Always Tell the Grant Writer: What We Don’t Know Can Hurt You

If you read legal thrillers, you know that clients chronically give incomplete information to their attorneys—which, in legal thrillers, inevitably makes the attorney look stupid in the eyes of people she respects (like, say, judges). Keeping secrets from attorneys also seldom works in the client’s favor: it’s almost always better for the client and the lawyer to disclose that, yes, you were sleeping with the wife, the sister, and the mother on the day in question. Besides, the lawyer has seen or heard or done worse anyway.

Better to look bad in the eyes of the lawyer than to be convicted.

We often analogize what we do to what lawyers do, because there are so many similarities: our clients are really buying our expertise more than they’re buying our work products; we prepare written documents on abstruse topics that nonetheless shape much of the world; we sometimes bill by the hour; and we often give opinions about courses of action. Those opinions may turn out to be wrong*, usually for reasons beyond our control, but they’re based on decades of experience in preparing grant applications.

In addition to those similarities, our clients should tell us as much as they can. If they don’t, we’re more likely to (unintentionally) make mistakes that could screw up their application. Or we’re like to stumble, accidentally,** into what they’re trying to hide. They’re rarely hiding anything as salacious as sleeping with the wife, the sister, and the mother—which is why people write legal thrillers and not grant thrillers—but what they do hide can scupper or weaken their application.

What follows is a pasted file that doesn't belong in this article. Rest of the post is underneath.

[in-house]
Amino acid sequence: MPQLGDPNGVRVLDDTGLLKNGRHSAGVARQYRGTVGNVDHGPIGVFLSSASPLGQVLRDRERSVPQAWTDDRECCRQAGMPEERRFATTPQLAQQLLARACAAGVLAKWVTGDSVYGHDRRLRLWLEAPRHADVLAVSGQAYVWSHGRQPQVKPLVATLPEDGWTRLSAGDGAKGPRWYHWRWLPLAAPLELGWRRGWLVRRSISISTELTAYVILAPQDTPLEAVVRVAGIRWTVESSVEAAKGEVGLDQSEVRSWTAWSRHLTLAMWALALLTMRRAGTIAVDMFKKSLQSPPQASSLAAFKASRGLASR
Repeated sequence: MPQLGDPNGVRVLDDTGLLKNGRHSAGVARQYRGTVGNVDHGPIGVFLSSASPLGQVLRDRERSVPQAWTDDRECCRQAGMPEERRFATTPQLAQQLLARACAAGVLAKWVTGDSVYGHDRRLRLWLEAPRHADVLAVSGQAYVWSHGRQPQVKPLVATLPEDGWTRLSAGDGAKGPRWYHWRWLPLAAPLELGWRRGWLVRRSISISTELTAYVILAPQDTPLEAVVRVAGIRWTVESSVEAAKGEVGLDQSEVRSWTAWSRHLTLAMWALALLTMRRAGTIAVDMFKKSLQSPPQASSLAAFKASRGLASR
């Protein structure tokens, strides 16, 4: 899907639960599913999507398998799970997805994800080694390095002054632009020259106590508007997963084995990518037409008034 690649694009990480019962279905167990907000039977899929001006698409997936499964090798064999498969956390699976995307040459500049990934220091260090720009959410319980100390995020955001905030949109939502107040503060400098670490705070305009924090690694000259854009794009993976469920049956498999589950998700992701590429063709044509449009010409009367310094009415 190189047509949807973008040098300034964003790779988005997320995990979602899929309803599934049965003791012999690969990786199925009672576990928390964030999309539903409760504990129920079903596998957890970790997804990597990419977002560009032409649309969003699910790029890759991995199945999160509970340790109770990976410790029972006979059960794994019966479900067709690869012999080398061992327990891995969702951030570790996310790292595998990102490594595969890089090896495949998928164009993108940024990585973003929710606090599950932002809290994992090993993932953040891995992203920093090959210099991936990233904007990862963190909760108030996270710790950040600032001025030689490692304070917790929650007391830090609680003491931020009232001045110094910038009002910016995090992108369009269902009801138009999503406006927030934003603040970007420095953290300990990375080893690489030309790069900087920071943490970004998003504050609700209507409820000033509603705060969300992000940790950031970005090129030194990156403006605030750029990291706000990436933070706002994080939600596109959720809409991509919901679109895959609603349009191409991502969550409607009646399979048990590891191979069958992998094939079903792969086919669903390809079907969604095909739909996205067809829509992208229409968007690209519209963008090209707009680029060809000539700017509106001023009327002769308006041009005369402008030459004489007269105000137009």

A mistake can lead to embarrassment and the potential loss of millions of dollars. So, when you’re in doubt, err on the side of honesty and disclosure to your grant writer. Save the dubious stories or evasions for your Board of Directors.

(There are stories behind the general principle above, but grant writers are also like lawyers in that we know when to be discreet. We don’t name names and, when it would hurt our clients to tell a story, we don’t tell it—even if the clients aren’t paying us anymore.)


* In The Fellowship of the Ring Frodo encounters a group of high elves tarrying in Middle-earth before they depart forever, and he asks one of them what he should do: he is being pursued by dark riders and Gandalf has not arrived:

‘… The choice is yours: to go or wait.’ [Gildor said.]
‘And it is also said,’ answered Frodo, ‘Go not to the Elves for counsel, for they will say both no and yes.’
‘Is it indeed?’ laughed Gildor. ‘Elves seldom give unguarded advice, for advice is a dangerous gift, even from the wise to the wise, and all courses may run ill. But what would you? You have not told me all concerning yourself; how should I choose better than you? But if you demand advice, I will for friendship’s sake give it.’

“All courses may run ill:” it is true in Middle-earth, grant writing, and life.

** We don’t go looking for dirt and neither should you. For one thing, there’s plenty of it in plain sight.

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